Research from UT Southwestern Medical Center reveals that a drug that blocks the action of the enzyme Cdk5 could substantially reduce brain damage if administered shortly after a stroke. The development of a Cdk5 inhibitor as an acute neuroprotective therapy has the potential to reduce stroke injury, according to a news release from the UT Southwestern Medical Center. In addition, the findings determined in rodent models that atypical Cdk5 activity causes nerve cell death during stroke.

For the study, researchers administered a Cdk5 inhibitor directly into dissected brain slices after adult rodents suffered a stroke and measured the post-stroke effects in Cdk5 knockout mice. Based on this and prior research, Cdk5 has both good and bad effects. James Bibb, PhD, senior author of the study, says, “Cdk5 regulates communication between nerve cells and is essential for proper brain function. Therefore, blocking Cdk5 long-term may not be beneficial.”

Bibb adds, “Until now, the connection between Cdk5 and stroke injury was unknown, as was the potential benefit of acute Cdk5 inhibition as a therapy.”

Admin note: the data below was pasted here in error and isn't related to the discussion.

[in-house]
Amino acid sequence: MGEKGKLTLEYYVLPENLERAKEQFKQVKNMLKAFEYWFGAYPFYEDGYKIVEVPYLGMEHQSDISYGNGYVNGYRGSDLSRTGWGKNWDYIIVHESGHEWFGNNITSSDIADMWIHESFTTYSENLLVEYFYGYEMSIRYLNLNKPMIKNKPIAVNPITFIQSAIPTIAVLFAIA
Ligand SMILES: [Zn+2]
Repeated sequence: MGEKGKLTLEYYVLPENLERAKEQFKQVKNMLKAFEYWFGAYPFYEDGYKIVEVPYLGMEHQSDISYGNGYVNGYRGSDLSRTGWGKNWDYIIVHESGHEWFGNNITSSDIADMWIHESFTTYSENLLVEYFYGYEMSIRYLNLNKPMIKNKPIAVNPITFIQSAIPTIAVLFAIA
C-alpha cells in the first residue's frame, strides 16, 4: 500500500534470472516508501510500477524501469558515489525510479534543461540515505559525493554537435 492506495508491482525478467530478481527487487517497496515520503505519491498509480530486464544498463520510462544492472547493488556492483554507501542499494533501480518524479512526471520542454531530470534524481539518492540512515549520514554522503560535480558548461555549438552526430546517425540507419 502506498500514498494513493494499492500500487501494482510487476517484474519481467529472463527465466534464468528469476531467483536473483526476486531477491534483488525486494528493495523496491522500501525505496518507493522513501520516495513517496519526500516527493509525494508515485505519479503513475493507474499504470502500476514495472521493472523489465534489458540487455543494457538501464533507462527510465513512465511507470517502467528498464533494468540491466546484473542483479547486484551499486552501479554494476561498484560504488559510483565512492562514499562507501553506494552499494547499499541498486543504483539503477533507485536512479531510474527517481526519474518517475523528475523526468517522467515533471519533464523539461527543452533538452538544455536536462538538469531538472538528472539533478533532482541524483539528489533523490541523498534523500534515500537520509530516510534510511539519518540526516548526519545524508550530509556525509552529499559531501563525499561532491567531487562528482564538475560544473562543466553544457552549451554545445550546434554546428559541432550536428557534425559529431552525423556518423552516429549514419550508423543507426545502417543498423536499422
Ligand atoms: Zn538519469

Bibb explains, “If you inhibit Cdk5, then the vast majority of brain tissue stays alive without oxygen for up to 1 hour. This result tells us that Cdk5 is a central player in nerve cell death.” Bibb adds, “If we could block Cdk5 in patients who have just suffered a stroke, we may be able to reduce the number of patients in our hospitals who become disabled or die from stroke. Doing so would have a major impact on health care.”

Bibb says they are not at a point where the new treatment can be given after a stroke, but the “research brings us a step closer to developing the right kinds of drugs. We first need to know what mechanisms underlie the disease before targeted treatments can be developed that will be effective.” He states, “As no Cdk5 blocker exists that works in a pill form, the next step will be to develop a systemic drug that could be used to confirm the study’s results and lead to a clinical trial at later stages.”

[Photo Appears Courtesy of UT Southwestern Medical Center]

[Source: UT Southwestern Medical Center]